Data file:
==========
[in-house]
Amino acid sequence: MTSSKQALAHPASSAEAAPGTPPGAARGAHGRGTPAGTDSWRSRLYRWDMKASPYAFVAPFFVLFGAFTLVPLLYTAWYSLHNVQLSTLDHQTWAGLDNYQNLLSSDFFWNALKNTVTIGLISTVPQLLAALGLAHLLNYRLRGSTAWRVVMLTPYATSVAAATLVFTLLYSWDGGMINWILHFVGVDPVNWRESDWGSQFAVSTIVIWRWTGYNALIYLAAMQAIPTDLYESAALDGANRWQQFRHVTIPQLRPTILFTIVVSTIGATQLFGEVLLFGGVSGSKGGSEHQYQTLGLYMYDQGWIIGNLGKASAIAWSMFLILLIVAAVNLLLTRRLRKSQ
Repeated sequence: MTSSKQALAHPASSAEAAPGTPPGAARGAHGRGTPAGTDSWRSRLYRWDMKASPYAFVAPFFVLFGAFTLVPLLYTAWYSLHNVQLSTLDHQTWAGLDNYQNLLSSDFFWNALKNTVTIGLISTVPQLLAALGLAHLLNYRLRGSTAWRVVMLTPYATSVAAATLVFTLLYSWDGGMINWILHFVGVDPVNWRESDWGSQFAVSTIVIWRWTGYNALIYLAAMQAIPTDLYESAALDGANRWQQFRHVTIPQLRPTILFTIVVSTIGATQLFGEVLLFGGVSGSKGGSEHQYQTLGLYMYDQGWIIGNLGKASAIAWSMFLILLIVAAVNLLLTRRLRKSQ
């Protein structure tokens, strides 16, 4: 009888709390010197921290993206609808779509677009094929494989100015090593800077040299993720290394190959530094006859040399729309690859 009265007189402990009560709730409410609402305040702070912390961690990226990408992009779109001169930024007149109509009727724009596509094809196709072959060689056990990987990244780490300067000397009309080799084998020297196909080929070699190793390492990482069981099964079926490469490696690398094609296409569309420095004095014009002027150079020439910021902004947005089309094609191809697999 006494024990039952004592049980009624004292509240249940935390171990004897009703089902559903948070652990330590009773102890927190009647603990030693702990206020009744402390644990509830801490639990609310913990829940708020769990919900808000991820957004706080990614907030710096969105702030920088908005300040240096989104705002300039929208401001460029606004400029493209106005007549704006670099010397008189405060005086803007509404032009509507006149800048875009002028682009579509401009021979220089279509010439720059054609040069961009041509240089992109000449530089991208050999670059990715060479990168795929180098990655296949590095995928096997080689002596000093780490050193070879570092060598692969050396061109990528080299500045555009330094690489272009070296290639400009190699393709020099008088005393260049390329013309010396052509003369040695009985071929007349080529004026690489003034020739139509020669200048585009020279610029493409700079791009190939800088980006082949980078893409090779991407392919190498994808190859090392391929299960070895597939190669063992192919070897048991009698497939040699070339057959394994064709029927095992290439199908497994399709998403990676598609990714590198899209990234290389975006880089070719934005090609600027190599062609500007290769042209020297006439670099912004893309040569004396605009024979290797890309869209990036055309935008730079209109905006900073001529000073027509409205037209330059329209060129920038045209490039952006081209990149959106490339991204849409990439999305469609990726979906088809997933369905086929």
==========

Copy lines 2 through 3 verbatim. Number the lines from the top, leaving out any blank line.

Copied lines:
Amino acid sequence: MTSSKQALAHPASSAEAAPGTPPGAARGAHGRGTPAGTDSWRSRLYRWDMKASPYAFVAPFFVLFGAFTLVPLLYTAWYSLHNVQLSTLDHQTWAGLDNYQNLLSSDFFWNALKNTVTIGLISTVPQLLAALGLAHLLNYRLRGSTAWRVVMLTPYATSVAAATLVFTLLYSWDGGMINWILHFVGVDPVNWRESDWGSQFAVSTIVIWRWTGYNALIYLAAMQAIPTDLYESAALDGANRWQQFRHVTIPQLRPTILFTIVVSTIGATQLFGEVLLFGGVSGSKGGSEHQYQTLGLYMYDQGWIIGNLGKASAIAWSMFLILLIVAAVNLLLTRRLRKSQ
Repeated sequence: MTSSKQALAHPASSAEAAPGTPPGAARGAHGRGTPAGTDSWRSRLYRWDMKASPYAFVAPFFVLFGAFTLVPLLYTAWYSLHNVQLSTLDHQTWAGLDNYQNLLSSDFFWNALKNTVTIGLISTVPQLLAALGLAHLLNYRLRGSTAWRVVMLTPYATSVAAATLVFTLLYSWDGGMINWILHFVGVDPVNWRESDWGSQFAVSTIVIWRWTGYNALIYLAAMQAIPTDLYESAALDGANRWQQFRHVTIPQLRPTILFTIVVSTIGATQLFGEVLLFGGVSGSKGGSEHQYQTLGLYMYDQGWIIGNLGKASAIAWSMFLILLIVAAVNLLLTRRLRKSQ